Why Ankle Injuries Can Have Long-Lasting Effects
Ankles are foundational for running and ankle injuries aren't as minor as we have been taught to believe
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The first time I sprained my ankle, it was quickly followed by a stress fracture and weeks of hobbling around. And for months after my ankle injuries finally healed, while swearing that everything was better, it seemed like I could constantly feel new injuries coming on—weaknesses I was susceptible to because of that ankle.
It turns out I wasn’t imagining things.
Though many of us have been taught that you can shake off a twisted ankle, that’s not really true. Studies are now finding that the ankle is, quite literally, the foundation of an athlete. An injury to your ankle can have long-lasting consequences.
“What we’re realizing is it’s a much more serious injury,” says Mike Turner, an associate professor at University of North Carolina, Charlotte. Turner and his wife, Tricia Hubbard-Turner, have authored a number of recent studies on the long-lasting effects of ankle injuries.
“It’s not a one-off. There are significant consequences,” adds Tim McGuine, a senior scientist at the University of Wisconsin School of Medicine and Public Health. A study of college-age athletes who had suffered multiple ankle sprains in the past found that they were markedly less physically active than their peers, even taking fewer steps over the course over a day. It’s almost like their brains simply didn’t want to over-stress those historically hurt ankles.
The issue is two-fold. We’re only starting to understand the long-term consequences of these mobility-impacting injuries, says McGuine. Similar effects are being seen with recurring knee issues and their long-lasting impacts. The second problem is that the ankle is so fundamental to the entire body’s operation, especially in running. It’s weight-bearing, and the constant force on your ankle makes it hard for the joint to heal. That’s why Turner and his wife have made the ankle a focus of so much study. “She would say the ankle’s the most important joint in the body,” he admits.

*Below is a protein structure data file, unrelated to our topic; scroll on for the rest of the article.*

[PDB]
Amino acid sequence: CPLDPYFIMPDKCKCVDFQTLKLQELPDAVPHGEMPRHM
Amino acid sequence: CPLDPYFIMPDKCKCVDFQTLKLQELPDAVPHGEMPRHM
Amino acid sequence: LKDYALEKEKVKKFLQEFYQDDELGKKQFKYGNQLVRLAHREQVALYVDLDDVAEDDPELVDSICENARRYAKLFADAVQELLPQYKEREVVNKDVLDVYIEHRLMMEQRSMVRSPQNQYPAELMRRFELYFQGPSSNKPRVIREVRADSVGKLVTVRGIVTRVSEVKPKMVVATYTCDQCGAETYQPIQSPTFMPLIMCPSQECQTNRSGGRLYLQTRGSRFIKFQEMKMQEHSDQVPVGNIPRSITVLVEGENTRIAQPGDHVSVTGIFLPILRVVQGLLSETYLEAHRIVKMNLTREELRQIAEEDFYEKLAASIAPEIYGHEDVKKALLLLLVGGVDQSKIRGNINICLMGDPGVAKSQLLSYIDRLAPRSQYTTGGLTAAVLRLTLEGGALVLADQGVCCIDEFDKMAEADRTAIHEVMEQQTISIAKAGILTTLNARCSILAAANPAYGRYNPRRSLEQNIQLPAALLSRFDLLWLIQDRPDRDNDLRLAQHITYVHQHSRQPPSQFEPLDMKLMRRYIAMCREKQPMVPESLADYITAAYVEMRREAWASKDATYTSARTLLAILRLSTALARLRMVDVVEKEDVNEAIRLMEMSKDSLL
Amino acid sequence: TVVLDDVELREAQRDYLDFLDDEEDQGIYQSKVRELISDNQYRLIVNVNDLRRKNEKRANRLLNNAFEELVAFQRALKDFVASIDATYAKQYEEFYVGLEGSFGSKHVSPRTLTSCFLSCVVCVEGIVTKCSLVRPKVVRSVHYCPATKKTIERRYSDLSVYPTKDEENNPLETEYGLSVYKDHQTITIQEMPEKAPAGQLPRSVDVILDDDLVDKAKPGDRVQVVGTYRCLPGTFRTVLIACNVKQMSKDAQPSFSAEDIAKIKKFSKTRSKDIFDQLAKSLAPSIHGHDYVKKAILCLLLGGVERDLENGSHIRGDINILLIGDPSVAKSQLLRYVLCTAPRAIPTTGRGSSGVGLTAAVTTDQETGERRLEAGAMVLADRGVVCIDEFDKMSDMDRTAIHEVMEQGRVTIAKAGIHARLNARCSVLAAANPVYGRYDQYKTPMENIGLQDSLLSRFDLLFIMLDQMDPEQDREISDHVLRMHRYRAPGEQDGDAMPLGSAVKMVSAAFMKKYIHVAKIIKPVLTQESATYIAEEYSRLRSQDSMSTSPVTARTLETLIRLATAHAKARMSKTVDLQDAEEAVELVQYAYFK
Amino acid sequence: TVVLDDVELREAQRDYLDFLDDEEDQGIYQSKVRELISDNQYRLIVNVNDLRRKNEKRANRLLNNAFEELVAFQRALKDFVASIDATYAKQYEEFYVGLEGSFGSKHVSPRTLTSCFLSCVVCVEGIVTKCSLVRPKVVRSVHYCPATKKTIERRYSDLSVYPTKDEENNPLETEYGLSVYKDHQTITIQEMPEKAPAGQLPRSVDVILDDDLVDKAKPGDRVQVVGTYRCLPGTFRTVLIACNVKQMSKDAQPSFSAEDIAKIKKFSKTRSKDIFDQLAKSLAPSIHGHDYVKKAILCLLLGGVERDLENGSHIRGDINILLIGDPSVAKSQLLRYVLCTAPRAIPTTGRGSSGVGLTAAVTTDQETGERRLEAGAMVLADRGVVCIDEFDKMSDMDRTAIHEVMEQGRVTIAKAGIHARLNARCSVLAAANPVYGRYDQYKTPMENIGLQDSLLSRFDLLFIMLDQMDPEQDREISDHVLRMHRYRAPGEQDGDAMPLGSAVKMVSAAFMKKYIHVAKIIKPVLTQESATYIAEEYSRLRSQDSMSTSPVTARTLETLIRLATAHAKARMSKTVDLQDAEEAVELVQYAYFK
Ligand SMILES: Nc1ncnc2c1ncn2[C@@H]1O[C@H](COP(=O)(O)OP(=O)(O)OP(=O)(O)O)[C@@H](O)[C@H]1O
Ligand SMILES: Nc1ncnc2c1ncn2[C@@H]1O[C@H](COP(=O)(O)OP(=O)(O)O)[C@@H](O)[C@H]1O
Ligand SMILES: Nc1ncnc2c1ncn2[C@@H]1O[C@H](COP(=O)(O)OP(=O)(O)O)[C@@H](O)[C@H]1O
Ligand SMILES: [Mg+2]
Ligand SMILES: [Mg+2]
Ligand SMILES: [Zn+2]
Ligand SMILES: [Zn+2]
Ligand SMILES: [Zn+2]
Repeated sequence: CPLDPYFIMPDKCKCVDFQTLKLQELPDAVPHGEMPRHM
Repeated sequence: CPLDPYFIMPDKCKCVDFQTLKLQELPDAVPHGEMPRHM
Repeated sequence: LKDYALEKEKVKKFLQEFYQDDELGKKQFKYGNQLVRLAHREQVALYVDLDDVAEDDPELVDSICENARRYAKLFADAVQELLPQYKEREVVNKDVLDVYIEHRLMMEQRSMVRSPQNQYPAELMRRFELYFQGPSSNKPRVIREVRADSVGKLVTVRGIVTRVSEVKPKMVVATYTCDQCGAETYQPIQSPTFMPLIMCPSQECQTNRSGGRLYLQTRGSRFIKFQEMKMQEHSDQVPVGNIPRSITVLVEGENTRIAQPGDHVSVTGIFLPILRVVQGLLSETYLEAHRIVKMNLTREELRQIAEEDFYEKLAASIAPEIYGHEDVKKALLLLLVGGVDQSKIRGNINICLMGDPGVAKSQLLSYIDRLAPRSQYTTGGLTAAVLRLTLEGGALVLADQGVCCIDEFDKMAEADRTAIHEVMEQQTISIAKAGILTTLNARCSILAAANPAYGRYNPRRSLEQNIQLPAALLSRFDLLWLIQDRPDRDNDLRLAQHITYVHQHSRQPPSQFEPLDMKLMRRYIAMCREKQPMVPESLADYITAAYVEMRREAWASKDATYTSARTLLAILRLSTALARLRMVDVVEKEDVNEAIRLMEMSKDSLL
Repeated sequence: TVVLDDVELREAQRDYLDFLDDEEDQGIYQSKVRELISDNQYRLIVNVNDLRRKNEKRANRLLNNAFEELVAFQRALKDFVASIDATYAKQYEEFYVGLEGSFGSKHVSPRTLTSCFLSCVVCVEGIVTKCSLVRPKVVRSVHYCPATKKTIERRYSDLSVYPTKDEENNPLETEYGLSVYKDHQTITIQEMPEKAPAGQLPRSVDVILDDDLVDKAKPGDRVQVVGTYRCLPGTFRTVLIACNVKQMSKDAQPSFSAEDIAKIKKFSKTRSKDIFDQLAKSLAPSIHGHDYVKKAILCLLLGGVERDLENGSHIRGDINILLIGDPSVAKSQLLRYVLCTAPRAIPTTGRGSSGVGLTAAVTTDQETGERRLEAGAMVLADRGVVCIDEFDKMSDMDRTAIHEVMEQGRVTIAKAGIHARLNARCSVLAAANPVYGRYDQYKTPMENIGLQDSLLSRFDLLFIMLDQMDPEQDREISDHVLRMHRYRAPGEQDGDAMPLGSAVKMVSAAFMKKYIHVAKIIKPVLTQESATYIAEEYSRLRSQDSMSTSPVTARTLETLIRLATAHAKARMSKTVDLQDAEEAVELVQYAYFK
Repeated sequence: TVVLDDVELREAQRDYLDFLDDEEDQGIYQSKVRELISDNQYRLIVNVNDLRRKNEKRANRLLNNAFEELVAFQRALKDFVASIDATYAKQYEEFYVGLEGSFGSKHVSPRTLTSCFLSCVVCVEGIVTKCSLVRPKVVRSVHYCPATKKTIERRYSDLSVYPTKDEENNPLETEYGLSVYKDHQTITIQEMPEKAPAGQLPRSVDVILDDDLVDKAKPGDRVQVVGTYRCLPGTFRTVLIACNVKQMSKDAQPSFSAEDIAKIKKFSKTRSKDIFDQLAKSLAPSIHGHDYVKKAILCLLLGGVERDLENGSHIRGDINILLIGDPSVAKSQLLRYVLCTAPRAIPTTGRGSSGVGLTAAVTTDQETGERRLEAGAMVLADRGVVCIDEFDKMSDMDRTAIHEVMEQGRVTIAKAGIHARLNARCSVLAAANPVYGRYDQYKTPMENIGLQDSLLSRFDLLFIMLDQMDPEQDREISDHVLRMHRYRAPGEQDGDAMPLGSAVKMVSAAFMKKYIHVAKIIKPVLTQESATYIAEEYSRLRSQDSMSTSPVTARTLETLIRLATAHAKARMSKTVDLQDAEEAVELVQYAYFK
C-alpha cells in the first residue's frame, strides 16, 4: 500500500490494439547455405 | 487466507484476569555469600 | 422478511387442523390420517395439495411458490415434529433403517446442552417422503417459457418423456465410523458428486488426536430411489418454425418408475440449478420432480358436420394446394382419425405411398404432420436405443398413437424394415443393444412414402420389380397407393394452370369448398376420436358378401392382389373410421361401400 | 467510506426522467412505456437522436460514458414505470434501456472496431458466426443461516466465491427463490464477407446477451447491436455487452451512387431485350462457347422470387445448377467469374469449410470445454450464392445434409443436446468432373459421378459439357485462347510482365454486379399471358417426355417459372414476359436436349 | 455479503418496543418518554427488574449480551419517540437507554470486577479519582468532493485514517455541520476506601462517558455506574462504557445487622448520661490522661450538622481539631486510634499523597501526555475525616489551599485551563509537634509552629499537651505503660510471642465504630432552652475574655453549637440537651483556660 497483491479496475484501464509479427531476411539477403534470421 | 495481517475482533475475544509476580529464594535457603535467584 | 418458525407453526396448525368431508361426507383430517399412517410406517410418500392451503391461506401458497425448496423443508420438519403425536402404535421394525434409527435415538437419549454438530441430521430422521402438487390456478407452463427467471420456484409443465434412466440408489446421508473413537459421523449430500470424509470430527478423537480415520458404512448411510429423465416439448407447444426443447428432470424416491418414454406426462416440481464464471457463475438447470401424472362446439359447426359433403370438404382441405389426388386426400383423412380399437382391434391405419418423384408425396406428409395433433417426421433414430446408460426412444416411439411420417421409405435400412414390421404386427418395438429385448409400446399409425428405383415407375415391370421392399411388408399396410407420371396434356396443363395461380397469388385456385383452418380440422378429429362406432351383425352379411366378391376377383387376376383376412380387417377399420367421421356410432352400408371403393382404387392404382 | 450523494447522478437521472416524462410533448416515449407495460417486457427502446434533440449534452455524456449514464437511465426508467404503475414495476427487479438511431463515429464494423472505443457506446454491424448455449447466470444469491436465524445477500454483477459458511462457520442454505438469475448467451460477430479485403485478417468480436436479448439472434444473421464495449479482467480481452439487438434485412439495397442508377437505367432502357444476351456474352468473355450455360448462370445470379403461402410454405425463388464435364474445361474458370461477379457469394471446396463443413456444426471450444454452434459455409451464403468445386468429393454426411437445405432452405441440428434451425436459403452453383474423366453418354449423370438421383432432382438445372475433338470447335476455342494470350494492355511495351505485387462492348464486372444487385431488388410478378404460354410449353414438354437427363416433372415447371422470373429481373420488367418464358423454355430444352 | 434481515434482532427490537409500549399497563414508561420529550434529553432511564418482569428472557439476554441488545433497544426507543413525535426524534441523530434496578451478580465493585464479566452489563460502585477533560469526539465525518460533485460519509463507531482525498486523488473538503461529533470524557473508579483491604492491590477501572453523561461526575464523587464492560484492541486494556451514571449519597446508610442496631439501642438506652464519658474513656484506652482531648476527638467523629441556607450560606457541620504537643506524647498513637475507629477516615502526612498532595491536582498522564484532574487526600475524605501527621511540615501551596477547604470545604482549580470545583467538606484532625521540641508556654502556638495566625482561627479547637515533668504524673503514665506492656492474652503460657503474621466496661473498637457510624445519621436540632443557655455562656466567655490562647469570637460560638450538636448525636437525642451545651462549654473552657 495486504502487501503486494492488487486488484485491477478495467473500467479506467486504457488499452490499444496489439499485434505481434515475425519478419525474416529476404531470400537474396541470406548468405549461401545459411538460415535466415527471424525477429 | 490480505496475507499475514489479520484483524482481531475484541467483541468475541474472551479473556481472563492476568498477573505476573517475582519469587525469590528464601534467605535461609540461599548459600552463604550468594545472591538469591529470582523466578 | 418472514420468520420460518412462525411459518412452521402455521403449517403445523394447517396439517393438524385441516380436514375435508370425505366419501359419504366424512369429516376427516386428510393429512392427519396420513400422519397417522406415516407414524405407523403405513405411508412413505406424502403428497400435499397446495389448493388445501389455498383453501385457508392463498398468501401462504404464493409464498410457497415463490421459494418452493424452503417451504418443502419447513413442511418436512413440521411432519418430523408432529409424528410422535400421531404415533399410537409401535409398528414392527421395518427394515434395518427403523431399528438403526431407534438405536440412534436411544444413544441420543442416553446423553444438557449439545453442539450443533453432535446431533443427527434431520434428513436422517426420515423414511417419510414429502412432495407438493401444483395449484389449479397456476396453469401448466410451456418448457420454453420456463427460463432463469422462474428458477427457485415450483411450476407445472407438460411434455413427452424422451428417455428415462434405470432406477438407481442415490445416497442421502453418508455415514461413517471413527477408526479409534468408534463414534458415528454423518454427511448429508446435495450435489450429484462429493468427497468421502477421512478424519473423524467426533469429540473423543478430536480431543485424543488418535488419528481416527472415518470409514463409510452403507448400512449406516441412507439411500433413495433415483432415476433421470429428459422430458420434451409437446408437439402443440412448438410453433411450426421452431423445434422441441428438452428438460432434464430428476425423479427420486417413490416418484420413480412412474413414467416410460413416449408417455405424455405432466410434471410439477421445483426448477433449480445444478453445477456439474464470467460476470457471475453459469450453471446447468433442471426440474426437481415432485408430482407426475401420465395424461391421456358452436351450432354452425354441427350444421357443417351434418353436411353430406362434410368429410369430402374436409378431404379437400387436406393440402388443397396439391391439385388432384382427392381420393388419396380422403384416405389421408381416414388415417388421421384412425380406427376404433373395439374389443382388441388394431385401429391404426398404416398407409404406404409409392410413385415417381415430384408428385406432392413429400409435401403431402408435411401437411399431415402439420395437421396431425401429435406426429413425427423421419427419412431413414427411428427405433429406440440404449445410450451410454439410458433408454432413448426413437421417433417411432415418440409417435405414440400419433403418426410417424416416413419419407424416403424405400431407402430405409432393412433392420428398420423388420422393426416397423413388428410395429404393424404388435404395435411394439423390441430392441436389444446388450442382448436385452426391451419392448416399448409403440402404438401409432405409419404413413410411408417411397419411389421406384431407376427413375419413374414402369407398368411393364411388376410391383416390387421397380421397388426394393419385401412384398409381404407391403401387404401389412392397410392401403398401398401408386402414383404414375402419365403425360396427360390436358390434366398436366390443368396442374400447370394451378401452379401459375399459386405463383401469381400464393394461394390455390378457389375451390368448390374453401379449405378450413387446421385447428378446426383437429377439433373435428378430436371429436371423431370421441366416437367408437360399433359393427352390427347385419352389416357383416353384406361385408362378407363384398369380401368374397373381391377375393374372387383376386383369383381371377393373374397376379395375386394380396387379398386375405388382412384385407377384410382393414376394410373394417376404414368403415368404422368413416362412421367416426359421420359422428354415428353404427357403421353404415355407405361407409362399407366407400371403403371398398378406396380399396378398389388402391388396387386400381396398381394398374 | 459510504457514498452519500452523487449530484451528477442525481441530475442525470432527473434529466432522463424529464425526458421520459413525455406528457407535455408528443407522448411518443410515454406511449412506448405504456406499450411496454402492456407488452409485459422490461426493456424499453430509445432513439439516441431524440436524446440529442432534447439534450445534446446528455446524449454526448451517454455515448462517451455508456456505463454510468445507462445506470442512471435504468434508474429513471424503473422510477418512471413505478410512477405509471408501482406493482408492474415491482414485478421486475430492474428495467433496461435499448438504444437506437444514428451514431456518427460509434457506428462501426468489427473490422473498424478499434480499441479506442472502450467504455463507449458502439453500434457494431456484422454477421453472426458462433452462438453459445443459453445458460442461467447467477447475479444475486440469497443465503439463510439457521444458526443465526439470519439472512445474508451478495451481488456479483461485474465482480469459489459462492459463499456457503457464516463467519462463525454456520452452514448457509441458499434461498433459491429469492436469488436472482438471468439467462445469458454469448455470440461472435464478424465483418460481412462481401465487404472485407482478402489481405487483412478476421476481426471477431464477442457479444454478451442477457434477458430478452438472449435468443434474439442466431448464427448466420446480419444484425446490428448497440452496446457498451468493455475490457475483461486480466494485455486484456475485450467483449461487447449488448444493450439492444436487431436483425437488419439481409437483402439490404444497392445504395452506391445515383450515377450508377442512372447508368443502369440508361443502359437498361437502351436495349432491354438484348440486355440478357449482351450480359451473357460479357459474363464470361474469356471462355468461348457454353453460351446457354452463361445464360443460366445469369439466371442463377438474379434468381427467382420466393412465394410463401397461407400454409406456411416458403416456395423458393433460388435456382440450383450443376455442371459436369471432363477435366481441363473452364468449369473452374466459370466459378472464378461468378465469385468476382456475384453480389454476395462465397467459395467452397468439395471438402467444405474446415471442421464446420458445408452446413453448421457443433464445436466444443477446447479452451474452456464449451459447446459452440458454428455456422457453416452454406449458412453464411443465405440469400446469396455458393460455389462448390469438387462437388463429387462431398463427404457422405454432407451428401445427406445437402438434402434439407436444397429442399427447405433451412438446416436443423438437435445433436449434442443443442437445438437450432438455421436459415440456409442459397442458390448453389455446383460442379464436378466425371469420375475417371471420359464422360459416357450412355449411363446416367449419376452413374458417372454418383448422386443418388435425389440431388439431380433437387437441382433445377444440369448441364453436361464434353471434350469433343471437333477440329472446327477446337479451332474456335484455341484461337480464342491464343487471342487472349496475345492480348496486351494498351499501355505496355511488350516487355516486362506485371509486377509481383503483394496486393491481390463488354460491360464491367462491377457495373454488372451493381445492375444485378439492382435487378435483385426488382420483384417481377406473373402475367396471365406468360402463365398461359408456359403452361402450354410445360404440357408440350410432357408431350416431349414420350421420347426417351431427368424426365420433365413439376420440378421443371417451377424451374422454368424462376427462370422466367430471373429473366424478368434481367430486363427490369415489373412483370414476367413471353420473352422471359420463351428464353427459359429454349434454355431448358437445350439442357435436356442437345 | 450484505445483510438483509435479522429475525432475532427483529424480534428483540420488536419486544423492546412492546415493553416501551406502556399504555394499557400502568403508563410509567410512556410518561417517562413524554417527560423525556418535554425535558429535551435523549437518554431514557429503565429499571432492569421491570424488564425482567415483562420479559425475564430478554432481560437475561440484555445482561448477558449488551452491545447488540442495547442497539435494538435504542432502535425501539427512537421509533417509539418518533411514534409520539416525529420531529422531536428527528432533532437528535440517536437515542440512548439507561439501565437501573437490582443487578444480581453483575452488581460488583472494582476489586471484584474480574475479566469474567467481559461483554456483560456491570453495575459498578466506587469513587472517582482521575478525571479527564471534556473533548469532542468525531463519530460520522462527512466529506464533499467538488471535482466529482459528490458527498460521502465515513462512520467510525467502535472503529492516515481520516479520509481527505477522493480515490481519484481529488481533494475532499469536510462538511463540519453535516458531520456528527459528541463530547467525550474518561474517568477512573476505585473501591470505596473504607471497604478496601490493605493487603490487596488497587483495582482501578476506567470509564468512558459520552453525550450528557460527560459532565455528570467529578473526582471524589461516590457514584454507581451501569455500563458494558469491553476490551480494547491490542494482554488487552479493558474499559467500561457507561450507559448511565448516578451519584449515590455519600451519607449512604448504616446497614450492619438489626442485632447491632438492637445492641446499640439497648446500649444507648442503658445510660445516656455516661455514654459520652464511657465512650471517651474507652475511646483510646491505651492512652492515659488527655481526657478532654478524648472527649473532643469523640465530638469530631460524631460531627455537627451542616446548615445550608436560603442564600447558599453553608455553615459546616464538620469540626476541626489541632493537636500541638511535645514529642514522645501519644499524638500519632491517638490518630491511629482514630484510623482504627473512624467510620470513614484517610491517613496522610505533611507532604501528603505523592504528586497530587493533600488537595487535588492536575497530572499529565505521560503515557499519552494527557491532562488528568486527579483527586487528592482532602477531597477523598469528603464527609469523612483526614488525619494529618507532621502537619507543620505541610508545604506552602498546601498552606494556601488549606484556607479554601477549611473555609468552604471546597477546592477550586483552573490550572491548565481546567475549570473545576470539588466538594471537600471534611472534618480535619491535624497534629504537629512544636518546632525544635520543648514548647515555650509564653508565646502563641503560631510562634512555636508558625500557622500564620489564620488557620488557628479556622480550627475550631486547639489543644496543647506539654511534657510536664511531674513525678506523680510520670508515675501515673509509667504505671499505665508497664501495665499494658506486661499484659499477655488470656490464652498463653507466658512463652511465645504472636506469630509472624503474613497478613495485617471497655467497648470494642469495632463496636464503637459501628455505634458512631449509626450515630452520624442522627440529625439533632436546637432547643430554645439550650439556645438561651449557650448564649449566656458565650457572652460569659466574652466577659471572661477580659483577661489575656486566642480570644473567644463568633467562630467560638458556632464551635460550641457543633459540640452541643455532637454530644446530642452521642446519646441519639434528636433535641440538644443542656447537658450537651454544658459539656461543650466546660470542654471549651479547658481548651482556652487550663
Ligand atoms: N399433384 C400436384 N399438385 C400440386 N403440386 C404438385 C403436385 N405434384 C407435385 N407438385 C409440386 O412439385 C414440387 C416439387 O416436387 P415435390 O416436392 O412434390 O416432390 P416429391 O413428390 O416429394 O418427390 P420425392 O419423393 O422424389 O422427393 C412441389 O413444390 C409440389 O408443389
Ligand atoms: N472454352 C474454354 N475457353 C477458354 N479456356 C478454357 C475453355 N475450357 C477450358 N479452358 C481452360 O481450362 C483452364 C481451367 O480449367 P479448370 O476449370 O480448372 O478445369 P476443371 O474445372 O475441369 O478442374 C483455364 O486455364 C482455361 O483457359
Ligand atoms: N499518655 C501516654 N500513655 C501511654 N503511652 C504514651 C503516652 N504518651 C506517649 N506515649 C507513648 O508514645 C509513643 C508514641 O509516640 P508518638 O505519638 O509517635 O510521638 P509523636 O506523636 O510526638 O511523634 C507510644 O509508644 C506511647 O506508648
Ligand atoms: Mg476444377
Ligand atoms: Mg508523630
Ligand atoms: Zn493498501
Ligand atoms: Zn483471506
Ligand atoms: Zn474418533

According to Turner, even after ankle injuries start to heal, your brain begins to re-wire neurally and your body compensates in ways you may or may not realize. “You end up running differently, walking differently,” he explains. Video analysis has shown those changes can be fairly significant.
It doesn’t take a ton of research to realize an ankle injury can result in a whole new set of injuries. Researchers are finding that even these “small” injuries—ankle sprains, twists, fractures—can result in significant drops in a person’s quality of life even a year later, per all measures on standard surveys. People find that it’s slightly harder to walk up the stairs or do activities that require ankle mobility. Subconsciously, they even avoid things that might cause another twisted ankle.
That’s because a twisted ankle isn’t as small an injury as we may think.
When you badly roll your ankle or sprain it, you’re essentially tearing or stretching the ligaments, which causes scar tissue to form, says McGuine. Scar tissue, in turn, affects your mechanics and functionality. Different studies have found re-injury rates between 40 and 70 percent, and many people struggle with long-term ankle instability for months or even years.
But, says Turner, it’s not yet clear what makes someone more prone to long-term ankle instability or even to ankle sprains in the first place. The vast majority of sprains are caused by people rolling their ankles out—as opposed to in—and very few ankle injuries are actual bone fractures.
What is clear is what you can do about it once it happens. Let it heal, says Turner, as in, don’t try to shake it off or run through it. Go to a sports-focused physical therapist or doctor who can watch how your whole mechanical chain works and make recommendations, says McGuine.
There are also a number of exercises that have been shown to improve ankle strength and mobility. The problem, however, says McGuine, is that a lot of ankle rehabilitation exercises or strengthening exercises—such as calf raises or pulling a band in and out with your foot—tend to move in straight lines or just two to three planes of motion. “But ankle injuries don’t happen in a straight line,” he explains.
Instead, balancing exercises and exercises that work the muscles in the bottom of the foot are more effective. These can be fairly low-tech, McGuine says, such as balancing on one foot with your eyes closed. Then, progress to standing on an uneven surface—even something as simple as a pillow—because it forces your ankle and foot to compensate. Finally, you can try one-legged knee bends.
There’s also some evidence that bracing or getting your ankle taped by a trained professional can help stabilize it and prevent re-injury, says McGuine, but that doesn’t really address the fundamental underlying issues.
“If you don’t do your exercises for 5 to 10 minutes per day, then all the bracing in the world isn’t going to help,” says McGuine.